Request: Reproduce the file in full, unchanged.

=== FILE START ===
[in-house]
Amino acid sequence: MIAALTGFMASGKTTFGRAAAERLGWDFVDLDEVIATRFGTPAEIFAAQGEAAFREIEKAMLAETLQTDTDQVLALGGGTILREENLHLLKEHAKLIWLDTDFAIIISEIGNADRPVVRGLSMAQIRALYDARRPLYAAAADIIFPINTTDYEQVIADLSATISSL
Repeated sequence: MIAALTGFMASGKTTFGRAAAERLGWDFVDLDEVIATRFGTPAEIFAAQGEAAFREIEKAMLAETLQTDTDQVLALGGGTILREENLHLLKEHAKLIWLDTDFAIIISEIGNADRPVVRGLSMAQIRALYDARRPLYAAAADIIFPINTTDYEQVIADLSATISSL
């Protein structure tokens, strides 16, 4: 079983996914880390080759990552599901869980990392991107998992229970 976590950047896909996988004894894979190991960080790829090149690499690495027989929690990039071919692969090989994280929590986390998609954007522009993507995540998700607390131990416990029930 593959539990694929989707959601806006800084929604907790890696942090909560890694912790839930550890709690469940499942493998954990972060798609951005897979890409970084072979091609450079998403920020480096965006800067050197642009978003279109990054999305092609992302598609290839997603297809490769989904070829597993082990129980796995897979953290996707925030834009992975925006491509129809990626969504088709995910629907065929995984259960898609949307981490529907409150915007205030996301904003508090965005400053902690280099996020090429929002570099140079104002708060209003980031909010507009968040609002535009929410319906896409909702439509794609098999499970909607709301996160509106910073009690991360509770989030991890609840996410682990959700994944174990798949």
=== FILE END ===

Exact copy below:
[in-house]
Amino acid sequence: MIAALTGFMASGKTTFGRAAAERLGWDFVDLDEVIATRFGTPAEIFAAQGEAAFREIEKAMLAETLQTDTDQVLALGGGTILREENLHLLKEHAKLIWLDTDFAIIISEIGNADRPVVRGLSMAQIRALYDARRPLYAAAADIIFPINTTDYEQVIADLSATISSL
Repeated sequence: MIAALTGFMASGKTTFGRAAAERLGWDFVDLDEVIATRFGTPAEIFAAQGEAAFREIEKAMLAETLQTDTDQVLALGGGTILREENLHLLKEHAKLIWLDTDFAIIISEIGNADRPVVRGLSMAQIRALYDARRPLYAAAADIIFPINTTDYEQVIADLSATISSL
């Protein structure tokens, strides 16, 4: 079983996914880390080759990552599901869980990392991107998992229970 976590950047896909996988004894894979190991960080790829090149690499690495027989929690990039071919692969090989994280929590986390998609954007522009993507995540998700607390131990416990029930 593959539990694929989707959601806006800084929604907790890696942090909560890694912790839930550890709690469940499942493998954990972060798609951005897979890409970084072979091609450079998403920020480096965006800067050197642009978003279109990054999305092609992302598609290839997603297809490769989904070829597993082990129980796995897979953290996707925030834009992975925006491509129809990626969504088709995910629907065929995984259960898609949307981490529907409150915007205030996301904003508090965005400053902690280099996020090429929002570099140079104002708060209003980031909010507009968040609002535009929410319906896409909702439509794609098999499970909607709301996160509106910073009690991360509770989030991890609840996410682990959700994944174990798949």